Born over thirty years after its final air date, my knowledge of the TV show I Love Lucy begins and ends in the handful of sporadic reruns I watched at my grandmother’s house on rainy days when I was growing up. Seeing her face twisting up as she acknowledged her latest goof-up on grainy black and white footage, hearing her wail “Ricky,” or seeing her shove chocolates into her mouth all readily come to mind when I hear the TV show’s title, and I can now add Slapstick: The Lucy Poems by Taylor Liljegren to my list of what I think about when I think of I Love Lucy.
Liljegren’s Slapstick works like a companion piece to the show. She gives a behind the scenes voice to Lucy that reaches beyond the over-the-top caricature that people probably tend to think of when they imagine her character on TV. Instead, there is a bit of darkness revealed—a bit of reality. Why does Lucy do what she does? How did she become the person she is and how does that relate back to readers over fifty years later? Liljegren imagines this missing background information into life for us and presents it in a realistic voice.
Slapstick is broken into three sections: the poems in the first section often center around specific scenes from the television show, all with darker behind the scenes twists; “The Sessions: Lucy Talks to Her Therapist,” Lucy and those closest to her unpacking dreams, memories, and interpersonal connections; and an “Afterward,” featuring a single poem from the point of view of Lucy’s best friend, “Ethel Mertz Reflects.” Ending with Ethel’s thoughts helps solidify the stories we’ve heard. We believe her—she was there through everything, onscreen and off:
The straight woman.
The second banana.
The ass of the fat jokes.
I could play piano
if we all felt like singing,
I could wrap chocolates
if she asked me right.
We see this loyalty and a sense of love and longing for what she once was as she describes Lucy’s sudden appearance in her life:
she was Technicolor
she was red
she was eyelashes
she was want
above all she was want
want of what I had had
what I had lived for years and left for no
They never wrote in my reason.
Ethel’s past is never explored. In her poem, she tells us of her mother who loved music, her mother whose headstone proclaimed her status as wife and mother but said “nothing of her music. / Nothing of her early morning soprano trill, / nothing of her hands—” and at the root of it, this is much of what Slapstick explores: the way women are treated, viewed by, and presented to society, the media, and the people close to them.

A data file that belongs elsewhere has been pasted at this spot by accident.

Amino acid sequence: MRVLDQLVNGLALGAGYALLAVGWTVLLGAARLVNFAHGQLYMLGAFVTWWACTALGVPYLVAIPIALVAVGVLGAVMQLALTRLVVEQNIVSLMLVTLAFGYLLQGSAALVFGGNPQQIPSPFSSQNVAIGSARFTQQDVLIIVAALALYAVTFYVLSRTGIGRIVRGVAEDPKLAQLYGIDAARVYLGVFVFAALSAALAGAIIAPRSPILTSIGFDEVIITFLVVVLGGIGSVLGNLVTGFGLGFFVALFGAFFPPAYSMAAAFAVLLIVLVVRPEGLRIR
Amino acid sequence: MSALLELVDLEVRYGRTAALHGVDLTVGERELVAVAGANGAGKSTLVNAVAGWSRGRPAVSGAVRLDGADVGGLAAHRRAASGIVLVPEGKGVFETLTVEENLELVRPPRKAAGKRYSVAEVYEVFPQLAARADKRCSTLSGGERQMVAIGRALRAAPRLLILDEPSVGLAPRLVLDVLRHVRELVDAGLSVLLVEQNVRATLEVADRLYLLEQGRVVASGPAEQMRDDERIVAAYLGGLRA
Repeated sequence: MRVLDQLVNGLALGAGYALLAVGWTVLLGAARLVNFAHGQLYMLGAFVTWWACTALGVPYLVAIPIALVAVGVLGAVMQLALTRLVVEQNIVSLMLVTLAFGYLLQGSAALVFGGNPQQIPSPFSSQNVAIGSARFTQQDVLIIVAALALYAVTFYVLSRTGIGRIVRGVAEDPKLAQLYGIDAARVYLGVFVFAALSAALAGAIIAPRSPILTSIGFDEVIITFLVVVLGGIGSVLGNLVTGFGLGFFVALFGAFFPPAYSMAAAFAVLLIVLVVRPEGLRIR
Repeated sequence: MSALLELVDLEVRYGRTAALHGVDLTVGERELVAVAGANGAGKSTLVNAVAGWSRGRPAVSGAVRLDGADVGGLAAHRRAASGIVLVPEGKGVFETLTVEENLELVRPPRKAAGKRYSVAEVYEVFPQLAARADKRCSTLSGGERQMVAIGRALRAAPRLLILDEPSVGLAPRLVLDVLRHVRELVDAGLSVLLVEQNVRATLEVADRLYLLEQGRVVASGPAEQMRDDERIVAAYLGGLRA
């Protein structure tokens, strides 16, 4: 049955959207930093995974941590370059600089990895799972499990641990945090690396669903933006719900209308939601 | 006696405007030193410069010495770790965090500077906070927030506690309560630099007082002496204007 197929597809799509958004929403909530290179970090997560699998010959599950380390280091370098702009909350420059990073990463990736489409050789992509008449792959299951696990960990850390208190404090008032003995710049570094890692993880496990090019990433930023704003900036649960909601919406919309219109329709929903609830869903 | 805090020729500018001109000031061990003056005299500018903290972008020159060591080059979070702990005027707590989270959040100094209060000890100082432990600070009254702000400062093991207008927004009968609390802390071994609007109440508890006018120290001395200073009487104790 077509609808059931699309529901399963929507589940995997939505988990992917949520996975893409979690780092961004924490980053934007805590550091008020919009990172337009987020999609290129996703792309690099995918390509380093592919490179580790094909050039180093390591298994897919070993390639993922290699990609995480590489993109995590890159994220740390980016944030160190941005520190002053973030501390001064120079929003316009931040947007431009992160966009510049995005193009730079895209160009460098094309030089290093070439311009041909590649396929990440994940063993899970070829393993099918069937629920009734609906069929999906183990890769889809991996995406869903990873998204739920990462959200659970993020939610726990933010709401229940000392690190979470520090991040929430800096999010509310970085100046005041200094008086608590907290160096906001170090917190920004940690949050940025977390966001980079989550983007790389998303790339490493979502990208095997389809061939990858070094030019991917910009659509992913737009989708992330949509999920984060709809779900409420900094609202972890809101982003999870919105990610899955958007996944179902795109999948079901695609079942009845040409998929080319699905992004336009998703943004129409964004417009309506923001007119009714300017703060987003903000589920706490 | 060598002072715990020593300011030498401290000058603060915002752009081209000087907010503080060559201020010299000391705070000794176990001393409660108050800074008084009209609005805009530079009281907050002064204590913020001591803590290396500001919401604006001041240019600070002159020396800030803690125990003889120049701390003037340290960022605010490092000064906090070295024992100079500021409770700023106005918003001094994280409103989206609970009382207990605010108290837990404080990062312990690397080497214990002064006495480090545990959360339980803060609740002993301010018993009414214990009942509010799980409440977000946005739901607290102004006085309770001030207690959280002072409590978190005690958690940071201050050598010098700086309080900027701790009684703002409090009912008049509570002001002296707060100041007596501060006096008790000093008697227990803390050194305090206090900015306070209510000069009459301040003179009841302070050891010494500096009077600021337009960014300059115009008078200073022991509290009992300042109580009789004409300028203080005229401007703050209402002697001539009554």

“The Sessions” section dissects this through imagined therapy sessions in the form of recorded transcripts of Lucy recounting memories of her childhood and her mother’s lessons on men and love; a Rorschach examining her relationship with Ricky; a “Dream Analysis” full of grim imagery; and one of my favorite poems in the book, “Word Association,” an ode to friendship, specifically between women. The word is “friend” and the word Lucy associates with it is “Ethel,” again and again: “Ethel Bridge games: my bridge Ethel holding me,” “Ethel bosom buddy, blonde – but still smarter than me,” “Ethel ‘Never Again’ / Ethel again, and again / Ethel always here. Ethel always will be.”
In the first section, the exploration of the treatment of women appear in lines that slyly work their way in, like the end of “The Girls Want to Go to a Nightclub.” They attend a bloody prize fight and Ethel ponders why the men want to be in a fight like that:
(She is yawning, falling asleep on Lucy’s shoulder.)
“I’ve never been hit
like that. Not for money. Not by someone
my own size”.
And the poem ends. That’s that. That’s the reality so normal and accepted, she can say it while falling asleep. There isn’t always violence, though. Sometimes it’s an engrained, self-imposed feeling, a codependence. In “Be a Pal,” Lucy considers Ricky:
In her mind
he is a shape that loves her. In her mind,
he is a shape that could stop
And then what?
Who would I be, [ . . . ]
if he didn’t love
“Job Switching” looks at gender roles through the scope of the infamous chocolate factory episode. In “Lucy Thinks Ricky is Tying to Murder Her,” she admits “‘I always do that,’ she says out loud, / ‘I always make him into God.’” Multiple poems deal with body image and the pressures put on women to look a certain way, to be a certain weight. And while all of this is looked at under the lens of the television show which takes place in the 1950s, I still found myself relating to Lucy again and again.
Writing with tenderness, as if she’s telling readers about a friend instead of a fictional character, Liljegren reveals Lucy’s darker side, the side she hides behind the funny girl persona, behind the smiling lipstick mouth. We see the messiness and the ugliness hidden behind the shiny veneer of a TV screen, but these truths are delivered gently in a way that invites us to see her as a fully realized human, Liljegren’s arm wrapped tightly around her shoulder in support. Slapstick reveals and reimagines the beloved television show from the 50s, building a bridge between what lies in Lucy’s shadow and contemporary readers and their experiences.